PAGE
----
Friday, April 1, 2011

Foraging 8: The Low(ly) Partridgeberry (aka Lingonberry)

The sharper is the berry, the sweeter is the wine. – proverb

Partridgeberries. Photo: Christopher Collins, Flickr ccl
It's amazing what you ignore when you're waking in the woods. The only reason I noticed this plant was because of a frosty walk we took in Point Pleasant Park in Halifax late last Fall. Everything was touched with frost and quite dead looking—except for one ground hugging dark green, tiny, insignificant plant. What caught my eye were the berries. Small, bright red glowing orbs. Beautiful.

I thought they looked familiar, and when I went looking I found out they were called Partridgeberries. Partridgeberries go by many names:  cowberry, red whortle berry, foxberry, northern mountain cranberry, dry ground cranberry, rock cranberry,  whimberry and of course lingonberry.

New growth and flowers. Photo: Wiki commons
Partridgeberries are small, red, edible berries that grow on a perennial, low growing "shrub." The "shrub" can grow from completely prostrate on the ground to up to 16" high, depending on growing conditions. 

The leaves are small (1/4" to 1") with a distinctive division down the centre.They are related to both blueberries and cranberries. 

Partridgeberries fruit twice each year, first in July and again in late September to early November. They are found growing in Scandinavia, Alaska, and northeastern Canada. 

Partridgeberries are similar to cranberries, but not quite as tart. They make excellent jam, jelly, juice, sauce, wine and liqueur. (Liqueur!!! Food for thought…)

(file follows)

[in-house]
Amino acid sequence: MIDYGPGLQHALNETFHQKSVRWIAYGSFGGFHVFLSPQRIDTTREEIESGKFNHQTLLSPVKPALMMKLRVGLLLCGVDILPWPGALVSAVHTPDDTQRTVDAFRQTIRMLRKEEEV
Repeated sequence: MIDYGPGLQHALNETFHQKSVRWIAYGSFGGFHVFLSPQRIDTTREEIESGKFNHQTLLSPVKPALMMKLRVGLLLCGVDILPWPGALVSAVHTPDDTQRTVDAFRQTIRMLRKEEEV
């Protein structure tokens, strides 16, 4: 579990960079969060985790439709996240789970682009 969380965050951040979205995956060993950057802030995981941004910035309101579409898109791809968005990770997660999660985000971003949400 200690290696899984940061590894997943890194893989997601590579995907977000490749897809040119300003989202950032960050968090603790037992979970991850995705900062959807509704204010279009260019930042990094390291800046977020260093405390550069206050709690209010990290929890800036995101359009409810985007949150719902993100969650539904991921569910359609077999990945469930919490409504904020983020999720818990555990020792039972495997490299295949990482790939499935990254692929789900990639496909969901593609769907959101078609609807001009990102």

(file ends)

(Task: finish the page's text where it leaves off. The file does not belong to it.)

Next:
Since partridgeberries are closely related to cranberries, they probably have a similar nutritional content, although exact data is unavailable. It is known that they are a good source of vitamin C.

Partridgeberries also contain anthocyanin, a potent antioxidant. Researchers believe that these substances can help reduce the risk of heart disease, heart attack and cancer.

Anthocyanins help prevent the oxidation of cholesterol in the blood. By doing so, they keep blood vessels healthy. Therefore, anthocyanins play a preventive role in the early stages of America's number one killer, heart disease. Researchers believe anthocyanins may also help decrease inflammation and stop cancer before it gets started.

Partridgeberry Cake
Original recipe from Melissa Cormier. I have made changes. See original at

Partridgeberry Spice Cake. Photo: hfb, Flickr ccl

1/2 cup butter
1 cup white sugar
1/2 tsp cinnamon
1/2 tsp cardamom
1 tsp vanilla
2 eggs
1 cup milk
2 cups all purpose flour
2 tsp baking powder
2 cups of partridgeberries, (previously heated in a saucepan and mashed)
1 can sweetened condensed milk

Preheat oven to 350°F.

Grease and flour a bundt pan. Cream butter and sugar together in a mixing bowl. Add the eggs one at a time. Mix to combine. Add the milk and mix well. Then beat in the cinnamon, cardamom and vanilla.

In a separate bowl combine flour and baking powder. Gradually add the flour mixture by stirring with a spoon. Add berries and stir just until blended. 

Bake until golden brown and a cake tester comes out clean, about 45 minutes.

Remove cake from oven. While still warm, poke holes in the cake with the back of a (skinny) wooden spoon. Pour the sweetened condensed milk over the top and let cool.

Can anything with a sweetened condensed milk drizzle taste bad?


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